Beyond Paneer, 10 Indian Cheese Varieties That Deserve The Spotlight

When we think of cheese, the mind often conjures images of Italian mozzarella and parmesan, Swiss fondue, or perhaps the creamy French Brie. While these international varieties have rightfully earned their place in the global culinary spotlight, it’s time to turn our attention to the lesser-known but equally delightful world of Indian cheeses. Yes, India, with its diverse culinary landscape, is not only a haven for spice enthusiasts but also a treasure trove of unique and flavorful cheeses. From the snow-capped peaks of the Himalayas to the coastal plains of Kerala, each region boasts its distinct cheese varieties, adding a rich dimension to India’s gastronomic heritage. Here, we will uncover 10 indigenous cheese varieties that not only add a burst of flavour to local dishes but also deserve a spot on the international cheese enthusiast’s radar.
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Here Are 10 Indian Cheeses That Deserve The Spotlight:

1. Paneer: The Versatile Delight

Let’s start with the familiar yet ever-so-delicious Paneer. This fresh cheese, made by curdling milk with lemon juice or vinegar, has a mild taste and a crumbly texture. Loved by vegetarians and omnivores alike, Paneer finds its way into countless Indian dishes, from creamy curries to smoky tandoori delights.

2. Kalari: From The Kashmir Valleys

Hailing from the picturesque valleys of Kashmir, Kalari is a traditional cheese made from cow’s milk. What sets it apart is the unique smoking process, giving it a distinct aroma and flavour. Often pan-fried and served with local bread, Kalari is a true delight for those seeking an authentic taste of Kashmir.

3. Bandel: Bengal’s Gift to Cheese Connoisseurs

Moving east, we discover Bandel, a cheese with Portuguese roots that has found a home in West Bengal. Crafted from cow’s milk, Bandel is renowned for its cylindrical shape and crumbly texture. A hint of smokiness and a touch of sweetness make this cheese a favourite accompaniment to famous Bengali sweets.

4. Chhurpi: Himalayan Hard Cheese

Venturing into the Himalayan region, we encounter Chhurpi, a hard cheese made from yak’s or cow’s milk. The unique method of air-drying and smoking lends it a robust flavour, making it a popular snack in the hilly terrains of Sikkim. Chhurpi is not only tasty but also known for its longevity, making it a perfect companion for trekkers.

5. Kalimpong Cheese From The Hills Of West Bengal

Originating from the serene hills of Kalimpong in West Bengal, Kalimpong cheese is a semi-hard cheese, traditionally crafted from cow’s milk. With a smooth texture and a mild yet distinct flavour, Kalimpong Cheese has gained popularity for its versatility. Whether enjoyed on its own, melted into dishes, or paired with local fruits, it offers a delightful taste of the terroir.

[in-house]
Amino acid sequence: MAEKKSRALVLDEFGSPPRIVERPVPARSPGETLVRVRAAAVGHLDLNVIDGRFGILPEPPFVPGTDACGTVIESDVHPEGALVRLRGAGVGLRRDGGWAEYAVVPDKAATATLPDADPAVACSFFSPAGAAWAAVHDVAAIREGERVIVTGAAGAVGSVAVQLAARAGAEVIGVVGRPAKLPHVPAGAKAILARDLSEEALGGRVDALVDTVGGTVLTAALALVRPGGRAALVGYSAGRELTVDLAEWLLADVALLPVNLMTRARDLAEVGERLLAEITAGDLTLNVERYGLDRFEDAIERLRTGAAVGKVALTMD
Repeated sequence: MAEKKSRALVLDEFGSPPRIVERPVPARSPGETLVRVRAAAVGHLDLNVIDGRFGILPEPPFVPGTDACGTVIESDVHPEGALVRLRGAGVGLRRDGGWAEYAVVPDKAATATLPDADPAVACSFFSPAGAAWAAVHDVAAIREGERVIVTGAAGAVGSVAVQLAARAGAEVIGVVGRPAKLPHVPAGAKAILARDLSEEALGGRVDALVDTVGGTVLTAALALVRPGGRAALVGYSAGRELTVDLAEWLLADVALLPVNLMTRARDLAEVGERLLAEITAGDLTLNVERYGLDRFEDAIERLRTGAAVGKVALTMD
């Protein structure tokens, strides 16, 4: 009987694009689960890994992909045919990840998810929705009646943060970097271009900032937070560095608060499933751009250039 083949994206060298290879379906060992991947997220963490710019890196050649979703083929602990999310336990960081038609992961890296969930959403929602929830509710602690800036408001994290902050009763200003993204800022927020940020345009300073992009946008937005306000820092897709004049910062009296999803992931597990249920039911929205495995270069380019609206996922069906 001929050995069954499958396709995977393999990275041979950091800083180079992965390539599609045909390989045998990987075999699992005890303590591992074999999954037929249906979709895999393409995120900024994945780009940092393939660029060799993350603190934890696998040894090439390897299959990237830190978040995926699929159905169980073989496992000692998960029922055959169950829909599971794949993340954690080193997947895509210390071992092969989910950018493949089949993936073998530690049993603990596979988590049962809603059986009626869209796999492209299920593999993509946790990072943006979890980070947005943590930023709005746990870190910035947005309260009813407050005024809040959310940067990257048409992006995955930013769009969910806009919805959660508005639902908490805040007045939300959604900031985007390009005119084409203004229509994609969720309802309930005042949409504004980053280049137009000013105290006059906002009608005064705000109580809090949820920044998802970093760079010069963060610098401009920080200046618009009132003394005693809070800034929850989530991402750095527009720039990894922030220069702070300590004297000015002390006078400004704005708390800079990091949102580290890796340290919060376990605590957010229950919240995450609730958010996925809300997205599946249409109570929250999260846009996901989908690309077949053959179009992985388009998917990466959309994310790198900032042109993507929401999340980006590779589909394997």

Also ReadEat Cheese, Boost Immunity? 5 Surprising Health Benefits Of Cheese

Cheese comes in different varieties.

Cheese comes in different varieties.
Photo Credit: iStock

6. Goan Perad: The Guava Cheese

Goa, known for its sun-kissed beaches and vibrant culture, surprises us with a unique cheese variety. Goan Perad is a traditional guava cheese with Portuguese roots. Made from ripe guavas, sugar, and a touch of lime juice, this sweet concoction is a culinary masterpiece. The guavas are slow-cooked to perfection, resulting in a smooth, fudge-like consistency with a rich, tropical flavour. Often infused with subtle spices like cardamom, Goan Perad captivates the palate with its sweet and aromatic charm.

7. Chenna: Bengal’s Soft and Spongy Creation

Bengal adds another gem to the list with Chenna, a soft and spongy cheese made from curdled milk. Commonly used in sweets like Rasgulla and Sandesh, Chenna brings a delightful light to these beloved desserts. You can even find plain Chenna sweets – the small round wonders that taste just amazing.

8. Qudam: Rajasthan’s Aromatic Offering

Rajasthan introduces us to Qudam, a cheese made from cow’s milk that boasts an aromatic infusion of spices. Often enjoyed as a snack or appetiser, Qudam showcases the rich flavours synonymous with the royal culinary heritage of Rajasthan.

9. Khoya: The Desi Creamy Dairy

Last but not least, we have Khoya, a dairy product that is not technically a cheese but plays a crucial role in Indian sweets. Also known as Mawa, Khoya is made by reducing milk to a solid consistency, adding a creamy richness to traditional desserts like Gulab Jamun and Barfi.

10. Topli Na Paneer: A Gem In Parsi Cuisine

This is a unique form of paneer (Indian cottage cheese). Translated as “Paneer in a Basket,” this dish is traditionally prepared by placing the paneer mixture in a muslin cloth suspended in a basket, allowing excess water to drain off gradually. The result is a firm and flavorful paneer with a texture that’s both dense and crumbly. Infused with aromatic spices, Topli Na Paneer reflects the intricate blend of Persian and Indian culinary influences that characterize Parsi cuisine.

It’s time to explore India’s cheese varieties that exist right in our backyard, celebrating the unique flavours that make Indian cuisine so diverse and unique.

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